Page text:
Jobs will be created and Jobs will be Lost. This week the monthly jobs report for August will be released . This report will not reflect any of the job losses of Hurricane Harvey because the data collection data for the Current Population Survey data and the Current Employment Statistics data was collected from the pay period that included  the 12th day of the month. The impacts of Hurricane Harvey on the Houston and Surrounding Areas jobs and unemployment will not be reported until the first week of October at the earliest. Some companies may close. Some companies may furlough people. Some companies may lay-off their worker indefinitely forcing them to reconsider where they work and where they live. Some sectors may take devastating hits to their employment rolls while others (Construction, Trade Transportation and Utilities, Financial Services, Manufacturing) may see a sudden surge in employment opportunities.

Unemployment May Spike - Not for two or more weeks. We are in the period of the year where unemployment claims tend to hit their annual lows for both first-time claims and continuing claims. You have to be unemployed for more than one week and you need to be actively looking for works to qualify for first-time claims. You need to have made a first time claim to reach continuing claims status. Continuing claims data lags first-time data by one week. The spike in temporary unemployment may be partially offset by the seasonal drop in unemployment.

The JOLTS data will not be impacted for months. The Jobs Opening And Labor Turnover Survey (JOLTS) data always lags the Jobs report data by more than a month. This week the August Jobs Report, or Employment Situation Report, will be released. The July JOLTS will be released on September 12th. We will not receive the September JOLTS data until November. We could see job opening vaporize because they are being filled or because they no longer exist. WE could see separations spike. WE will not see an impact here for months.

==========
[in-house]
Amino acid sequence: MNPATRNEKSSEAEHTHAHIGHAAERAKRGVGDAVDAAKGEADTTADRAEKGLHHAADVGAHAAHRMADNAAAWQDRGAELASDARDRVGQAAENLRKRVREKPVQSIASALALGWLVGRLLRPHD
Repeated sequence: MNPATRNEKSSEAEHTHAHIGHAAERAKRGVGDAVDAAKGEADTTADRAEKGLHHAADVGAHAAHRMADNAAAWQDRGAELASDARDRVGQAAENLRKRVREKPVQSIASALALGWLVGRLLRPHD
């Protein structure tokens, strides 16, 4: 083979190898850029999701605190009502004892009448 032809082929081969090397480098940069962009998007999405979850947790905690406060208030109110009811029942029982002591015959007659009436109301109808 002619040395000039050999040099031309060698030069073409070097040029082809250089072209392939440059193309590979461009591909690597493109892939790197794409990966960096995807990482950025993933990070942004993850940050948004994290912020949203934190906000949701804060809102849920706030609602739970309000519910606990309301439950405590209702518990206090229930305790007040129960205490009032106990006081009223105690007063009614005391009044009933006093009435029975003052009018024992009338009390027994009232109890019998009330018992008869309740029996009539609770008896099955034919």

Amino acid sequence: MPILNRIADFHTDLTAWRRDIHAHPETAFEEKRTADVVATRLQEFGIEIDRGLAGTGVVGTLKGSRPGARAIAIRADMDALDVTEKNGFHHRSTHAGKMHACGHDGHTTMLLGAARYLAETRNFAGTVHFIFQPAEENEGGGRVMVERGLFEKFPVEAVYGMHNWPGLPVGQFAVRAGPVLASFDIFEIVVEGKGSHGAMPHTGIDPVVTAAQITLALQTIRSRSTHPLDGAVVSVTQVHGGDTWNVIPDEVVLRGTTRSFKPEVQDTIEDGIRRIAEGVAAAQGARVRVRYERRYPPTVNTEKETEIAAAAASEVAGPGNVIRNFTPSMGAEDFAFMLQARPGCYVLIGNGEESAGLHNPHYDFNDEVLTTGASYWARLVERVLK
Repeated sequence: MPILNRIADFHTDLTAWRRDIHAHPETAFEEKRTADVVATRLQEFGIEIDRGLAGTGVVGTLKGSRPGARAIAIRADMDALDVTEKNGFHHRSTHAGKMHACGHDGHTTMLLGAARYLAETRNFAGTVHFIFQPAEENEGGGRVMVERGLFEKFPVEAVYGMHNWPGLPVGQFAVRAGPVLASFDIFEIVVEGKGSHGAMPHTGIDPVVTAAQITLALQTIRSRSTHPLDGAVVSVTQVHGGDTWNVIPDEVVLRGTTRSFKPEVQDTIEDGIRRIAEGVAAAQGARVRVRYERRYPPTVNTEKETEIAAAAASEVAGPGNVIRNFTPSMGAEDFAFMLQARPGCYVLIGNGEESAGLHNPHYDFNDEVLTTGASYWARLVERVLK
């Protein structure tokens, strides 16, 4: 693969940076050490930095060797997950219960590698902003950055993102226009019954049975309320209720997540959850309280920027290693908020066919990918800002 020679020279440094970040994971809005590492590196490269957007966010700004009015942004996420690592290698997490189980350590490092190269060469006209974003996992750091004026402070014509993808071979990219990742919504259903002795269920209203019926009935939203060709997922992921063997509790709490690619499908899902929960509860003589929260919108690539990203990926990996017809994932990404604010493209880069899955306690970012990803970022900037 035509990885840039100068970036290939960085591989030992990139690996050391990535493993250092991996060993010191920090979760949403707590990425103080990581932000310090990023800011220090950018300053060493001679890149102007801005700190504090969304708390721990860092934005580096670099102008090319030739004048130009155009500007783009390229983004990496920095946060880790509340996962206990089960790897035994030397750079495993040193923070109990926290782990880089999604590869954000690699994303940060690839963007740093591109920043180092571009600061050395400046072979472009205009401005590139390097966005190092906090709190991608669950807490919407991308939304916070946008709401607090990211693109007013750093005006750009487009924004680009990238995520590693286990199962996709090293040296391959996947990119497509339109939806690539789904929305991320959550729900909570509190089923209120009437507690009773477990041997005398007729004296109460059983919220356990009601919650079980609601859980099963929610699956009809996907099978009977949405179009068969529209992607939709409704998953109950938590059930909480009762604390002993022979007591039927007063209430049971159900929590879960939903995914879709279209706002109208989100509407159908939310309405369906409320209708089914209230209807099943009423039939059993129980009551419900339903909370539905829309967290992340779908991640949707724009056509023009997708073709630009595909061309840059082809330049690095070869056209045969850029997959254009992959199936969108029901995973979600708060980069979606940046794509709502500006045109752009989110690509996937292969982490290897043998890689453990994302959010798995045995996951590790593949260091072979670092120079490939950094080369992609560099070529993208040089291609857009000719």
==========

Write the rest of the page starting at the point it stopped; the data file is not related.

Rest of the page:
The Gross Domestic Product will not be impacted for at least two to five months. The second quarter data, April, May and June, are still going through revisions. The Third Quarter data covers July, August, and September, the Advance Estimate, will not be released until October 27th. Half of the GDP data is in for the third quarter. The third quarter is often the strongest quarter. We have seen strengthening new and existing home sales. We have seen strong total retail sales. We will see increased activity as companies ramp up for the Christmas Sales Season.

Retail Sales May Surge Even More than They Already Have Surged This Year. People will want to or need to replace everything. Clothing, Automobiles, Furniture, Electronics, Appliances, home and garden utensils, and every other category of retail sales will be impacted.

This is a terrible event. There is no other way to describe it. We are a resilient country. We emerged from Katrina, Rita, and Wilma.  We had record levels of new home construction and new home sales in the aftermath of the worst Hurricane Season on record. Houston recovered and thrived after Hurricane/Tropical Storm Allison. We may see a surge in existing home sales as people who once occupied apartments find that they do not have a place to rent. People with existing homes may chose to relocate, freeing up local inventory for those renters seeking housing.  Roads will have to be rebuilt. Levees will have to be reinforced. Flood plain maps will be redrawn. Insurance adjusters will be busy for months and possibly years. Residential and Commercial buildings will have to be rebuilt. The economic impacts may not be measurable in the near term. People will be confused. The people of the United States will come together.  We cannot replace lost lives.

Everything else is, by and large, replaceable. We can learn from this "third in a lifetime" experience. We can figure out how to prepare for the next "once in a lifetime" event. We can help those who need the most help right now. There are some properties and businesses that may not be able to be rebuilt. Insurance policies will have to reevaluated. We will have to balance economic development and environmental protection, Social Equity, and Emergence Planning. We can emerge from this stronger and better. We need resiliency planning.

It's the economy